There are few things more hilarious than corporations making pop culture references that are 14 years out of date. We'll forgive this one, though, as it confirms that the Realme XT camera phone will be a 64MP quad-camera powerhouse.
"All I can say right now about this phone is quad me up when September ends," quipped Realme CEO Madhav Sheth at the company's Leap To Quad Camera event, with Green Day's 2005 anthem Wake Me Up When September Ends playing on stage.
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The event was ostensibly to launch the 12MP Realme 5 and 48MP Realme 5 Pro camera phones, both of which possess quad-camera setups. However, it was also the perfect platform to tease next month's release of the Realme XT in time for the Diwali festival.
Touted as the world's first 64MP camera phone, the XT looks set to be the first one to market – unless a rival manufacturer does something suitably punk rock and releases their own before September ends.
The Realme XT makes use of the shiny new 64MP Samsung Isocell Bright GW1 sensor for its primary camera, and also incorporates an f/2.4 macro camera, an 8MP f/2.2 118° wide-angle camera, along with a telephoto affair that offers 2x zoom – but not optically.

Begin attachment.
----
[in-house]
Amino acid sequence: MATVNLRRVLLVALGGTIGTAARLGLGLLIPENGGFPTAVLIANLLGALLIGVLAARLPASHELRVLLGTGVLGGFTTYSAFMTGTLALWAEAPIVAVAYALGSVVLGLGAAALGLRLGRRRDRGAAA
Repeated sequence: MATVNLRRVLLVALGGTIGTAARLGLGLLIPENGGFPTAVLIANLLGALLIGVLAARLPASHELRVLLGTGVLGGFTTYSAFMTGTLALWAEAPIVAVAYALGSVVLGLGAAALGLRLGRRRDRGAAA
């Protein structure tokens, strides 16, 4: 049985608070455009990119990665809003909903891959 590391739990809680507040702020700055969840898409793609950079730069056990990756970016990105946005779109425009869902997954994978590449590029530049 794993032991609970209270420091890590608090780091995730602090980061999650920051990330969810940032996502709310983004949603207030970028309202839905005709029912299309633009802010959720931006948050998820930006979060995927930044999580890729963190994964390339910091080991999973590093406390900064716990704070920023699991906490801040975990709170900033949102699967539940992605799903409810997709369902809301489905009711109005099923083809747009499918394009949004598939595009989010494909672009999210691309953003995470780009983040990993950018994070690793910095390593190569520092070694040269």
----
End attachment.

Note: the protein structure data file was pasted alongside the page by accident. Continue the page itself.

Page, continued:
However, GSM Arena has already been hands on with the device – and it came away with some interesting observations that don't paint an entirely optimistic picture of the new phone… or Samsung's new sensor.
"The 64MP unit has a 1/1.72" type sensor and a pixel size of 0.8μm and works similarly to its 48MP counterpart… The sensor does have a demosaic algorithm for full 64MP shots, but there's so much interpolation going on there that you get very limited extra detail, if any."
In terms of the new macro lens and telephoto camera, the reception was similarly lukewarm from the site.
"The [macro] photos looked mostly fine but we were not all that impressed with the pictures of the artificial small grass… a company executive told us that the 'telephoto lens' won't support optical zoom. It's a bit confusing the whole thing… The prototypes offered 2x and 5x zoom toggles, but with no telephoto lens this is all done digitally and as you can expect the results aren't great."
Could it be that the much ballyhooed increased resolution doesn't really hold up to closer scrutiny, or is this simply a case of the prototype tech not being reflective of the finished product?
Somebody wake us up when September ends.
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